Intel’s new 2,533MHz Pentium 4 with a 533MHz frontside bus is, barring a few exceptions, the fastest available processor for PC systems. However, the chip’s full performance potential is delivered only in combination with Rambus memory -- and you won’t find many such systems on the market, due to their relatively high price. A test using a chipset that supports both DDR memory and the 533MHz FSB, expected later this month, will make an interesting comparison with the Athlon XP.
Software manufacturers are likely to create ever more optimisations for the Pentium 4. The performance tests using Lightwave 7b and the DivX compression with Xmpeg certainly demonstrate the optimised P4’s potential performance advantage over the Athlon XP. However, if the majority of your workload is using simple office applications or surfing the Internet, then AMD’s Athlon XP is the better choice.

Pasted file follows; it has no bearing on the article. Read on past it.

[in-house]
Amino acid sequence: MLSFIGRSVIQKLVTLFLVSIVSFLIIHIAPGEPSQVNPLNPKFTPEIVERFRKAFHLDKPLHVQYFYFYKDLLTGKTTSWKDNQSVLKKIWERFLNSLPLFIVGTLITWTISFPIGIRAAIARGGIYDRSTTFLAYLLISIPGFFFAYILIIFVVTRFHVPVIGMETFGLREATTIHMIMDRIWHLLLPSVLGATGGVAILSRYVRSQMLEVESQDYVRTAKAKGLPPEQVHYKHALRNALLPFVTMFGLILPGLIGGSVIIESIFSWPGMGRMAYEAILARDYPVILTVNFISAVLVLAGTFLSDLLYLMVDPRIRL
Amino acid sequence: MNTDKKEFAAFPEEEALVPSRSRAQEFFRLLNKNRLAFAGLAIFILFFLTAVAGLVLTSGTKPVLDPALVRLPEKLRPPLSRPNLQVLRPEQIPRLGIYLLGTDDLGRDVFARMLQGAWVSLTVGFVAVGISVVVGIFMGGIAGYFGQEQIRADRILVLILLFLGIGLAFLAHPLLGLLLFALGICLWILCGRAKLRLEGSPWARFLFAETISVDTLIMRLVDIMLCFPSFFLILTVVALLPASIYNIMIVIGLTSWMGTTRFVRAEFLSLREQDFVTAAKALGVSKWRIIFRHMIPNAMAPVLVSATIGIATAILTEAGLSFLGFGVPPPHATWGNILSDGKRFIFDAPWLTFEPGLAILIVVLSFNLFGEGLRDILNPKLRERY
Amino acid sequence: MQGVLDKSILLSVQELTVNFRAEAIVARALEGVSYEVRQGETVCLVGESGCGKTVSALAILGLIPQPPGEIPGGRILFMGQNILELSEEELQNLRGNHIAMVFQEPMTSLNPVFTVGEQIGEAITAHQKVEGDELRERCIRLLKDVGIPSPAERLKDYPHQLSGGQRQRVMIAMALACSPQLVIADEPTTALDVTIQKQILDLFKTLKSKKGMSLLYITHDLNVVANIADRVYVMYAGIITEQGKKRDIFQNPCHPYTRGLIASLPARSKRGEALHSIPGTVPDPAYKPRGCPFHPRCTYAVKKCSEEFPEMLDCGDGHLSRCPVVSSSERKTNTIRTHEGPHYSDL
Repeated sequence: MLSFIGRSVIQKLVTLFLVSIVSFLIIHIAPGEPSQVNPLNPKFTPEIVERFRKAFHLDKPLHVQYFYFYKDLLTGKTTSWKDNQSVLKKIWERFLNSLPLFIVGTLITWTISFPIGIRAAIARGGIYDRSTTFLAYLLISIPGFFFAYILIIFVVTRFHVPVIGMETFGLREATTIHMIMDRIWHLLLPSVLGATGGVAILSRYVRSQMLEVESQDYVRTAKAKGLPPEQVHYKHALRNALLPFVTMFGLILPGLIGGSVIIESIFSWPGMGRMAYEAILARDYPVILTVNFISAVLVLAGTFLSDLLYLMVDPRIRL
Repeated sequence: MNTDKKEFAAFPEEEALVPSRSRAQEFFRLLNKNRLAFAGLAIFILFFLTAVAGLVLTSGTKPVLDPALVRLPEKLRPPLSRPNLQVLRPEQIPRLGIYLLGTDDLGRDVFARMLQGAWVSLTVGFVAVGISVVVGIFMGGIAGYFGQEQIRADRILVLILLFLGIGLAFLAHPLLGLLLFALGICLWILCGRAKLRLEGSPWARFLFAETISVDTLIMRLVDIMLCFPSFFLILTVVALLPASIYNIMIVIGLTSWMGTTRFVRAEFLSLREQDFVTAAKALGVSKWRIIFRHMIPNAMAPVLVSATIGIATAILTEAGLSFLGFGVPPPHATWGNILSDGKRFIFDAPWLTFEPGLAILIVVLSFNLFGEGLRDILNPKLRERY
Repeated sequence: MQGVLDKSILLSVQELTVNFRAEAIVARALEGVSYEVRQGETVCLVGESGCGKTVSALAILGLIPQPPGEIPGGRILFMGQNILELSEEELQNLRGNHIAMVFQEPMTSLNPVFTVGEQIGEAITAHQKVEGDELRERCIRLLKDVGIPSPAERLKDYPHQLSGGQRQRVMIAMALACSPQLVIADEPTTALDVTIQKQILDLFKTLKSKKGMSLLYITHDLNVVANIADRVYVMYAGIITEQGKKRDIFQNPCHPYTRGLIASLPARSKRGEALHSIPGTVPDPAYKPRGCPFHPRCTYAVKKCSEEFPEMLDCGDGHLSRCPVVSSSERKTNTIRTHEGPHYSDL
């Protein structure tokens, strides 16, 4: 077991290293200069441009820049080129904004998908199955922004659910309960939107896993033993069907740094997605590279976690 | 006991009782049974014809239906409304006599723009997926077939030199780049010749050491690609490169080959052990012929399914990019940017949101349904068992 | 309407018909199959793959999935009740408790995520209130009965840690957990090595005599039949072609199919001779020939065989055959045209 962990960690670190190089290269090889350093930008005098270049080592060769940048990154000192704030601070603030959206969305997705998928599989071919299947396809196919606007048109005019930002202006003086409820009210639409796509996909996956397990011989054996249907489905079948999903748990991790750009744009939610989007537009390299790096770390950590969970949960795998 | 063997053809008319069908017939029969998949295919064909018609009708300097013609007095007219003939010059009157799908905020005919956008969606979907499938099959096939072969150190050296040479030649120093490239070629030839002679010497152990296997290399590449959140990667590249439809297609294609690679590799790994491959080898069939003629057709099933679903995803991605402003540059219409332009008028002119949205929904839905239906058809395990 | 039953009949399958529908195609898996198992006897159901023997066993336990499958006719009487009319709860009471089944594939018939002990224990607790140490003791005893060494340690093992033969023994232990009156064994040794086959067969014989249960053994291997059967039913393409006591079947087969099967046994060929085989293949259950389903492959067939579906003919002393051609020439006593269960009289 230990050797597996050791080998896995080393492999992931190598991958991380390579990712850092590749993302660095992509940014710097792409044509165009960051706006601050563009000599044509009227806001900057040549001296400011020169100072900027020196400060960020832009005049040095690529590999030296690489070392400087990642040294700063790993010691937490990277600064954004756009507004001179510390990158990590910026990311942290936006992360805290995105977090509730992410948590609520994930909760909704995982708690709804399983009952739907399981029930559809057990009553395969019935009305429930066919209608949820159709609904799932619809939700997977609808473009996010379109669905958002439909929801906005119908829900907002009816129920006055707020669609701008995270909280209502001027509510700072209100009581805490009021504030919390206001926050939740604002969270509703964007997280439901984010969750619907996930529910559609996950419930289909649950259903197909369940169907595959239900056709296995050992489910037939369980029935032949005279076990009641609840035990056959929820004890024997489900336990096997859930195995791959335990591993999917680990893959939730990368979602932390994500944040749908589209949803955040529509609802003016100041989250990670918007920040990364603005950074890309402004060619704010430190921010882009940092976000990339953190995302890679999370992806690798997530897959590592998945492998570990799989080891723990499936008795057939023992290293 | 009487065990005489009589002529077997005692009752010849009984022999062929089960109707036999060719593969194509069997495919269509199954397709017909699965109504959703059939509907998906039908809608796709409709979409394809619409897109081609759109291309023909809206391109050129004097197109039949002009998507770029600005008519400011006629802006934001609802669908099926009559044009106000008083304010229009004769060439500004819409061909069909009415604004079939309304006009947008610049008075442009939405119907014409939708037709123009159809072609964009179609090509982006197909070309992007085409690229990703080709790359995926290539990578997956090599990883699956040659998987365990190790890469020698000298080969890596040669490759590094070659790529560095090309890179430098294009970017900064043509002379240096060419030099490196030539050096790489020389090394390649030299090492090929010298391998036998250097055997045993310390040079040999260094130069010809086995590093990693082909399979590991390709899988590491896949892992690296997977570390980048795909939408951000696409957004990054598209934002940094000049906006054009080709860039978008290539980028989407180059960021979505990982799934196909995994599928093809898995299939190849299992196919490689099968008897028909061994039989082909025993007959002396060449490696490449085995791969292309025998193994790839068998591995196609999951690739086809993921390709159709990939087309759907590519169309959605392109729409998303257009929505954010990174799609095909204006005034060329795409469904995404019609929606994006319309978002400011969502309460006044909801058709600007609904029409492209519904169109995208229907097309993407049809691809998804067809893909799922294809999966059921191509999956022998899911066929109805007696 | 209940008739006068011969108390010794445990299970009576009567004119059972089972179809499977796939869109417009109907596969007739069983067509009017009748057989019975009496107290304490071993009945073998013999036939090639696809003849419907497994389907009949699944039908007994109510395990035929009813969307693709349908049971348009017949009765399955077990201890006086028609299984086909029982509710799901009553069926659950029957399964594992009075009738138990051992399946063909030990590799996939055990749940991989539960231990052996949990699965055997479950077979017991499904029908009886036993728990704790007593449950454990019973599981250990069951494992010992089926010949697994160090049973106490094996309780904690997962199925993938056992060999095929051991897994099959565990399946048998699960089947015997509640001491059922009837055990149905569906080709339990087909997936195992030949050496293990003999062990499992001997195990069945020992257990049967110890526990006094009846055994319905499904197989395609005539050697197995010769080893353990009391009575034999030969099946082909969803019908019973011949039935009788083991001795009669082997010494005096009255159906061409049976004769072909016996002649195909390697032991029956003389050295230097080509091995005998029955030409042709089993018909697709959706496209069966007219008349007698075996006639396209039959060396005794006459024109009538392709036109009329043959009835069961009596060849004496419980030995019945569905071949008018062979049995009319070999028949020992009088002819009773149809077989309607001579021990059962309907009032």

With 3D games, the Pentium 4 is slightly faster than the Athlon XP -- but this is hardly surprising as the fastest Athlon XP, the 2100+ model, is actually clocked at 1,733MHz, while the fastest Pentium 4 runs at 2,533MHz.
The Pentium 4 also offers a clear advantage over the Athlon XP in that the flagship 2,533MHz model uses 14 Watts less power than the Athlon XP/2100+ -- which, remember, is clocked at just 1,733MHz. This helps PC manufacturers, because the PC is easier to cool and requires a less hefty power supply, which should result in a quieter PC than an Athlon XP-based system. In many companies, a PC’s noise level is often more important than its CPU performance. In the retail market, where noise levels are perhaps less important, AMD’s Athlon XP should be the better choice –- especially given the much more favourable prices for AMD processors.